Metro Train Kills Man at Northern Virginia Station
Thursday, August 13, 2009
A man was struck and killed Wednesday morning by a Metro train entering the West Falls Church-VT/UVA station, at least the fifth time a person has intentionally stepped in front of a train since the beginning of June, a Metro official said.
"It's highly unusual," spokeswoman Lisa Farbstein said.
The six-car Orange Line train was headed in the direction of New Carrollton when the incident happened at 11:18 a.m.
Metro identified the victim as Sangjin Lee, 45, of Arlington County. Virginia's Office of the Chief Medical Examiner is investigating.
Corine Hagan, who lives in Haymarket, was on the first car of the train that hit the man Wednesday. She said that the train was about halfway from the end of the platform when she heard a loud thud and that the train stopped immediately.
"You just never hear anything like that," she said. "It sounded like a large bird hitting the train."
Hagan said two transit workers in the lead car immediately told passengers to clear out.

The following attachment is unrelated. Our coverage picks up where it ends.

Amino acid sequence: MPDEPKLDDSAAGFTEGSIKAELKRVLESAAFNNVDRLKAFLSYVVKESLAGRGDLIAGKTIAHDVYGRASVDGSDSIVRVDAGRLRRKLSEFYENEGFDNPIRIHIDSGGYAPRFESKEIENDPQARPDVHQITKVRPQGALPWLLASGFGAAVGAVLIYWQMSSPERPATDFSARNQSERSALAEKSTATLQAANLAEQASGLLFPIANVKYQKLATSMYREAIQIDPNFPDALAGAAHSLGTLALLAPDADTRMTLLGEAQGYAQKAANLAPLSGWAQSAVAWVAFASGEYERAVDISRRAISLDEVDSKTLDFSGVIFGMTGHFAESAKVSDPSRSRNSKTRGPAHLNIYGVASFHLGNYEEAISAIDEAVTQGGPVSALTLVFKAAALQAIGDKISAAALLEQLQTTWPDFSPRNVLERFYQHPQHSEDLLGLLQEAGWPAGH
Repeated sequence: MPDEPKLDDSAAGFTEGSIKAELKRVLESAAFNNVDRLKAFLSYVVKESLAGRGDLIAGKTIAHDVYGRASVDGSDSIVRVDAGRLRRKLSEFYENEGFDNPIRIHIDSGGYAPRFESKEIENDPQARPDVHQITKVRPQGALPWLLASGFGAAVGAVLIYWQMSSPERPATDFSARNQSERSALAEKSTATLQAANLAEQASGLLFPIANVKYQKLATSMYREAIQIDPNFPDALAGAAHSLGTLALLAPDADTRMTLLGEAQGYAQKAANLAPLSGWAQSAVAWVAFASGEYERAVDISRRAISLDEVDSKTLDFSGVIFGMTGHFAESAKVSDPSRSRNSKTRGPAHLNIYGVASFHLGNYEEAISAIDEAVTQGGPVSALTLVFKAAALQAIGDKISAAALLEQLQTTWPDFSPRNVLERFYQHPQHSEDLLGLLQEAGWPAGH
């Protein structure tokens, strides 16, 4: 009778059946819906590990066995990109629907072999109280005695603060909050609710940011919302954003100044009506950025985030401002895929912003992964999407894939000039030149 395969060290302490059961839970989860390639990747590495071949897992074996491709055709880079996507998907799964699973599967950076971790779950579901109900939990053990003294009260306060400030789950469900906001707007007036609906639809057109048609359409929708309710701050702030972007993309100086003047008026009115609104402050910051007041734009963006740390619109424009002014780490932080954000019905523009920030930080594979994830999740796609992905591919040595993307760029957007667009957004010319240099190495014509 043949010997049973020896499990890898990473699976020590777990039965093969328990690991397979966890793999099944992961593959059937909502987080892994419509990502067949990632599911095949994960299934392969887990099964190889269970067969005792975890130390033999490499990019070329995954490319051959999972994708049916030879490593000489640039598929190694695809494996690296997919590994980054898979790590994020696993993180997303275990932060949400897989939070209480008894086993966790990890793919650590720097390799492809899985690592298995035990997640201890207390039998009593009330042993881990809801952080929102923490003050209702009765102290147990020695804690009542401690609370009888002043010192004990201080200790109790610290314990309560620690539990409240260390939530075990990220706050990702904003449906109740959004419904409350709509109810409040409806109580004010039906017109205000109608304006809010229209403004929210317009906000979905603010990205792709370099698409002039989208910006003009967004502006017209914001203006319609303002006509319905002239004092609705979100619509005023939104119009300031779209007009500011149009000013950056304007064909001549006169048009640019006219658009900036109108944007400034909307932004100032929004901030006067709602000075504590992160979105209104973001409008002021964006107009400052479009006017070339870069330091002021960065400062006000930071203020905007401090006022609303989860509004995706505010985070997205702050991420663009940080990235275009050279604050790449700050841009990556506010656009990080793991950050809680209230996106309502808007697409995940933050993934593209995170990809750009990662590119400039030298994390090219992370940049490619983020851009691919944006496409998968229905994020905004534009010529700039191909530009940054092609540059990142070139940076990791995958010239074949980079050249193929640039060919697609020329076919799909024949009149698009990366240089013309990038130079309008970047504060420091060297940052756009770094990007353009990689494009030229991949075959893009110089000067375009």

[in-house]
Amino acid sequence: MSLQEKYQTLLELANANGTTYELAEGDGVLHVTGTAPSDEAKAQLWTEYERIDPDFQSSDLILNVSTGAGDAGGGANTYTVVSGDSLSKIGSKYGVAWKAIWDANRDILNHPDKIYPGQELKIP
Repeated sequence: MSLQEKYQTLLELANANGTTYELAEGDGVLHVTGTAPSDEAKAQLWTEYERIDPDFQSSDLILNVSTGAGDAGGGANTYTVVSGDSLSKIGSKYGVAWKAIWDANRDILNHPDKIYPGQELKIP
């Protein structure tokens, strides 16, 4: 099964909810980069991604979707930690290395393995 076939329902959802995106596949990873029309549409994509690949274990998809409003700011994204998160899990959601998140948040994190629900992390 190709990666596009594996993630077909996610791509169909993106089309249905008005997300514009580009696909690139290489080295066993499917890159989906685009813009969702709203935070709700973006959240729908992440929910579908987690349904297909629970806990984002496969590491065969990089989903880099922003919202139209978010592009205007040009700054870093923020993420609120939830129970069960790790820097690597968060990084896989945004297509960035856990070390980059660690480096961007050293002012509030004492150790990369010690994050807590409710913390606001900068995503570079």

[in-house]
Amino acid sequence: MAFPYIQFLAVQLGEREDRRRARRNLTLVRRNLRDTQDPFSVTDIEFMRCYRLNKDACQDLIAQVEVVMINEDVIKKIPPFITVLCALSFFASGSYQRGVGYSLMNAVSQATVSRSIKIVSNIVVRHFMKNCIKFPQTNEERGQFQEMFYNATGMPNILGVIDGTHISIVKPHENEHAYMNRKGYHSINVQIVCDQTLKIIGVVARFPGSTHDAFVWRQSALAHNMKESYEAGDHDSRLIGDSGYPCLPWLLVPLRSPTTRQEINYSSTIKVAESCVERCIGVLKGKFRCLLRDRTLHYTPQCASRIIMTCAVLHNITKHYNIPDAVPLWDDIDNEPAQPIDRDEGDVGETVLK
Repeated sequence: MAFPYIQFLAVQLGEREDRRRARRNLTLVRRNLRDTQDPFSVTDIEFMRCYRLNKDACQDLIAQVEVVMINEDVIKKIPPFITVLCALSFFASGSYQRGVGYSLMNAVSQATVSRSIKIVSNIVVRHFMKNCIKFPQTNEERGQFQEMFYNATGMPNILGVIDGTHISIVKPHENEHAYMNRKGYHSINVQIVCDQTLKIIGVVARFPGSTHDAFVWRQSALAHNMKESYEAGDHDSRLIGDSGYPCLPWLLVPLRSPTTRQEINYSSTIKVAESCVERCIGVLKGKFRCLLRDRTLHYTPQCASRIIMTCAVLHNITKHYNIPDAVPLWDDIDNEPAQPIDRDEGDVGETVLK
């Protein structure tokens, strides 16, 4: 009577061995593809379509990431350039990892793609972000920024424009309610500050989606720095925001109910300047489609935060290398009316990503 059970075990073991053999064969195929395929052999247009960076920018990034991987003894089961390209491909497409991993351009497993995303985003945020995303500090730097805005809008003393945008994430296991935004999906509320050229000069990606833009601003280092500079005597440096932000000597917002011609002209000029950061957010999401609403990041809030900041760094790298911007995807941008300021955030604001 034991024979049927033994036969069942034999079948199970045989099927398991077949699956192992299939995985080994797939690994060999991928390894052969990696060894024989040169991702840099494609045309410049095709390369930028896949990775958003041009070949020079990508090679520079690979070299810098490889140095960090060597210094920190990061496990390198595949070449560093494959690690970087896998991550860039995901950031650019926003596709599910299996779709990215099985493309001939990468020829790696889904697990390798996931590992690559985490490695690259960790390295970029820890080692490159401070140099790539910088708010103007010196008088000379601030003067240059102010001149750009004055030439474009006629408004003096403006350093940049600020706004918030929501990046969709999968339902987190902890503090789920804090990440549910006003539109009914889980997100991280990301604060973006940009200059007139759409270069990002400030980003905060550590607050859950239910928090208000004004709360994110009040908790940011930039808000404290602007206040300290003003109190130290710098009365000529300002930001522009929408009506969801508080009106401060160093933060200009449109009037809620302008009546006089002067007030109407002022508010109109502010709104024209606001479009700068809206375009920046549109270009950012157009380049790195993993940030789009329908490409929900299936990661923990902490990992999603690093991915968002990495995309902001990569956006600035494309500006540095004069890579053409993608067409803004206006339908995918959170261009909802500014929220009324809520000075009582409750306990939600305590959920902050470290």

Trains traveling in both directions shared a track for nearly three hours, but regular service resumed at 2 p.m., Metro said. Transit Police, aided by the Fairfax County Fire and Rescue Department, cordoned off a platform during that time.
The apparent suicide was another frustrating situation for Metro, which is under heightened scrutiny after the June 22 Red Line crash, which killed nine people and injured 80, and other incidents this summer.
On Sunday night, Metro spotter Michael Nash was struck and killed by maintenance equipment on an Orange Line track between the Dunn Loring-Merrifield and Vienna/Fairfax-GMU stations, not far from Wednesday's accident.
This was the sixth apparent suicide in which a person was struck by a Metro train since March, Farbstein said. A man struck by a Red Line train on July 25 survived.
"There's not really much the system can do about that kind of accident," said Arlington resident Fernando Pena, 35, before boarding an Orange Line train at the Court House Station.
Passenger Terriesa Jones, 42, of Upper Marlboro was puzzled by the recent spate of Metro incidents. "For the Metro not to have any incidents for 20 years, it makes me wonder if some sabotage is going on," Jones said, "because everything seems to be going wacko all of a sudden."
Staff researcher Magda Jean-Louis contributed to this report.